Have you ever played a game and thought to yourself, “Hey, this seems very familiar!”? It’s not uncommon for games to have similarities to others, either on purpose or by accident. Sometimes it’s a coincidence that two designers came up with related ideas at about the same time. Other times it might be that you have come across a counterfeit or knockoff of a popular title. There’s a third reason which might account for your déjà vu – the game may now be offered by a new publisher who wanted to make changes, including the name.
A few years ago I played a game of Dragon Rampage at one of our game night gatherings. I was intrigued because it offered different ways to win and scoring depended upon how the game ended. That alone made it difficult to formulate a strategy because you had to be concerned about the strategies of your opponents as they might make your plans worthless. This same game has now been reissued as Dragonscales by Arcane Wonders and features streamlined rules and brand new modern artwork.
The premise behind Dragonscales is still similar. You and up to four opponents are villains trying to steal treasure from one of the world’s greatest dragons. Each of you has a unique advantage and the one to best utilize their special skills and tactics will earn all the glory. Some will try to slay the dragon while others will grab what they can and run away. Which method you employ is up to you!
Setting up for a game of Dragonscales is pretty quick thanks to the included organizing tray. Set the game board in the middle of the play area while everyone chooses a villain to play. Players will take the matching miniature, player screen, cards and dice for their chosen character along with three dragonscales. Colored cubes, which vary in quantity by the number of players and track wounds, are piled on each of the three dragon heads. Additional items (poison wound cubes, combat dice, dragonscales, etc.) are arranged into separate piles next to the game board. The decks of Dragon Rage and Treasure cards are shuffled and placed face-down on the board.
Players begin the game with three cards from their shuffled personal deck of Villiany cards, which are kept secret from their opponents. Your dice also remain behind your screen while dragonscales are always placed in front of the screen for everyone to see. A game of Dragonscales is played over rounds which are resolved simultaneously. Each round is divided into four phases, with each completed by everyone before proceeding to the next.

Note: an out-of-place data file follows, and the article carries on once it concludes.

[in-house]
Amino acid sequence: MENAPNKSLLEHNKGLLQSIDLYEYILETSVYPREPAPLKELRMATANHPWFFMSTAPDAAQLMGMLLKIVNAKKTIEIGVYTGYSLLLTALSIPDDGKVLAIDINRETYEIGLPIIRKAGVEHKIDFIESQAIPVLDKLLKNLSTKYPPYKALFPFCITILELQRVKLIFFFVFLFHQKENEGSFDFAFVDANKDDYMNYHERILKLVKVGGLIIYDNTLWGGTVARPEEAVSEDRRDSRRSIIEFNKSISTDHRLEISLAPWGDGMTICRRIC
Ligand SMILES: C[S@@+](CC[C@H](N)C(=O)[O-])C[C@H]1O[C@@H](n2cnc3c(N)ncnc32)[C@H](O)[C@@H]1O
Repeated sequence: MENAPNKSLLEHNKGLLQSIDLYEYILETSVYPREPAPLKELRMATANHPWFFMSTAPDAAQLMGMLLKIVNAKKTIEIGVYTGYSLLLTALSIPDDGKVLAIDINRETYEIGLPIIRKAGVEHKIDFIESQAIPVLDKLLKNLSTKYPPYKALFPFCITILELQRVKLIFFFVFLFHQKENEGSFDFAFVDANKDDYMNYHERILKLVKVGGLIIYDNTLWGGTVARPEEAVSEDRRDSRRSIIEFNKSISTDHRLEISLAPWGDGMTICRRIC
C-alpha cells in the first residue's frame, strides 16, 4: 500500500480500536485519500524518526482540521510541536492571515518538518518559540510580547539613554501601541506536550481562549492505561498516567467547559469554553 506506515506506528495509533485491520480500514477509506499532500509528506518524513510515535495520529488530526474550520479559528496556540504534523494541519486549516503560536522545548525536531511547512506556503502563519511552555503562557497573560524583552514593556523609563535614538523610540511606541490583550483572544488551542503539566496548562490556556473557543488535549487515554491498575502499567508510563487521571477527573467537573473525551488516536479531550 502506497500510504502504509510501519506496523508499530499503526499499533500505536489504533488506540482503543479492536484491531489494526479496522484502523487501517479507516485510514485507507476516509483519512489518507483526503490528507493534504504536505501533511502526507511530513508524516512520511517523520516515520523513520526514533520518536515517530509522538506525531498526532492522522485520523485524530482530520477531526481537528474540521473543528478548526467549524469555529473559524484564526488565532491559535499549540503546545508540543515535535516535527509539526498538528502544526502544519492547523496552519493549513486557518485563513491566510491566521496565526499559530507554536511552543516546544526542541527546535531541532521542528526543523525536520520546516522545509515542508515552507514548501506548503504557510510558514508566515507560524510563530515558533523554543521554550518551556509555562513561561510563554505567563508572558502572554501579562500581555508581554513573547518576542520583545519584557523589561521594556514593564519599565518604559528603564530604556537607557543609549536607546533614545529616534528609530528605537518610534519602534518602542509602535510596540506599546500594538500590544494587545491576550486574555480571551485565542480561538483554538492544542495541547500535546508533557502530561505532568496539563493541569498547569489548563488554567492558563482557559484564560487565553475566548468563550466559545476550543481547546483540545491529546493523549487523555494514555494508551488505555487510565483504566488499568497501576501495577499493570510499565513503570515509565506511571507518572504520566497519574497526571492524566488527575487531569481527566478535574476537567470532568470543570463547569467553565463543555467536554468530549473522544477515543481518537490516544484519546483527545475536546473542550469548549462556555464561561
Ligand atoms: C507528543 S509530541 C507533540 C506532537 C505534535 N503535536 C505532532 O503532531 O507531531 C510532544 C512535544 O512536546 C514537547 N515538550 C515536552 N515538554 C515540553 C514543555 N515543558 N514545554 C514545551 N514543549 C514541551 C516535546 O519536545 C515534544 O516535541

The first phase requires everyone to roll all of their dice behind their screen, Yahtzee-style (reroll as many as you like up to two times). Dice have custom faces and will determine what actions, and in which order, you will perform them. Like most push-your-luck games, if you roll a special symbol, in this case a Dragon Rage, that die may not be rerolled. Other symbols allow you to attack the dragon, defend yourself, steal some loot from the dragon, run away or even pilfer dragonscales! There is also a wild symbol on some of the dice that may be used as another symbol as long as you have at least one of them (you can’t use a wild for something you didn’t roll with another die). If you have Villiany cards in your hand that allow you to manipulate the die results, play them at any time.
After everyone has finished rolling, all dice are revealed and will be placed on the board into their matching action slots. Starting with the first player, reveal your dice and fill the left-most space on the board with all dice of that symbol. If another player has already placed dice in a row, compare the number of symbols and either slide them to the right if you have more or take the next left-most open space if you have the same or fewer. The number of boxes available for an action row is always the number of players minus one. So…there is the distinct possibility you will not be able to use your die’s action if you only have one symbol and are furthest away from the first player. The one exception is the Dragon Rage row, where everyone attracts the attention of the dragon.